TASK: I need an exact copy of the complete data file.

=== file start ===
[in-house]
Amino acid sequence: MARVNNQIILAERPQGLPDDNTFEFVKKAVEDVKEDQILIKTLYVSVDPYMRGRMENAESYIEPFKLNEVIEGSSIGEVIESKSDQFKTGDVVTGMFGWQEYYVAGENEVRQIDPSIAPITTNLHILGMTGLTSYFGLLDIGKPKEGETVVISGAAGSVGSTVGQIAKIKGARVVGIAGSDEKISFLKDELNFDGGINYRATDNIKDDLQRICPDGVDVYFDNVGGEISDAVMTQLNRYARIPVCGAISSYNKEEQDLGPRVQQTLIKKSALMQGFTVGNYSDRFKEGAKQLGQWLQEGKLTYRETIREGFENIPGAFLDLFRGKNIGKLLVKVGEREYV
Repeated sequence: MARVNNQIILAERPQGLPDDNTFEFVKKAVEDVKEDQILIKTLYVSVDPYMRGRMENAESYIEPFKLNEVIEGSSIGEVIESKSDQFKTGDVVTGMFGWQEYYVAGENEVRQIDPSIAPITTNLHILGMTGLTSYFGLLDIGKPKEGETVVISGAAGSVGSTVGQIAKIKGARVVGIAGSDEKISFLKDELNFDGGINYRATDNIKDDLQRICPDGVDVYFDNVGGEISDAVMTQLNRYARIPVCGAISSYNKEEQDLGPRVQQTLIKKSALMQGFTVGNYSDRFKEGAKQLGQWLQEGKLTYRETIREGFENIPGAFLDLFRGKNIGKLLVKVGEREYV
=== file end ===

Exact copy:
[in-house]
Amino acid sequence: MARVNNQIILAERPQGLPDDNTFEFVKKAVEDVKEDQILIKTLYVSVDPYMRGRMENAESYIEPFKLNEVIEGSSIGEVIESKSDQFKTGDVVTGMFGWQEYYVAGENEVRQIDPSIAPITTNLHILGMTGLTSYFGLLDIGKPKEGETVVISGAAGSVGSTVGQIAKIKGARVVGIAGSDEKISFLKDELNFDGGINYRATDNIKDDLQRICPDGVDVYFDNVGGEISDAVMTQLNRYARIPVCGAISSYNKEEQDLGPRVQQTLIKKSALMQGFTVGNYSDRFKEGAKQLGQWLQEGKLTYRETIREGFENIPGAFLDLFRGKNIGKLLVKVGEREYV
Repeated sequence: MARVNNQIILAERPQGLPDDNTFEFVKKAVEDVKEDQILIKTLYVSVDPYMRGRMENAESYIEPFKLNEVIEGSSIGEVIESKSDQFKTGDVVTGMFGWQEYYVAGENEVRQIDPSIAPITTNLHILGMTGLTSYFGLLDIGKPKEGETVVISGAAGSVGSTVGQIAKIKGARVVGIAGSDEKISFLKDELNFDGGINYRATDNIKDDLQRICPDGVDVYFDNVGGEISDAVMTQLNRYARIPVCGAISSYNKEEQDLGPRVQQTLIKKSALMQGFTVGNYSDRFKEGAKQLGQWLQEGKLTYRETIREGFENIPGAFLDLFRGKNIGKLLVKVGEREYV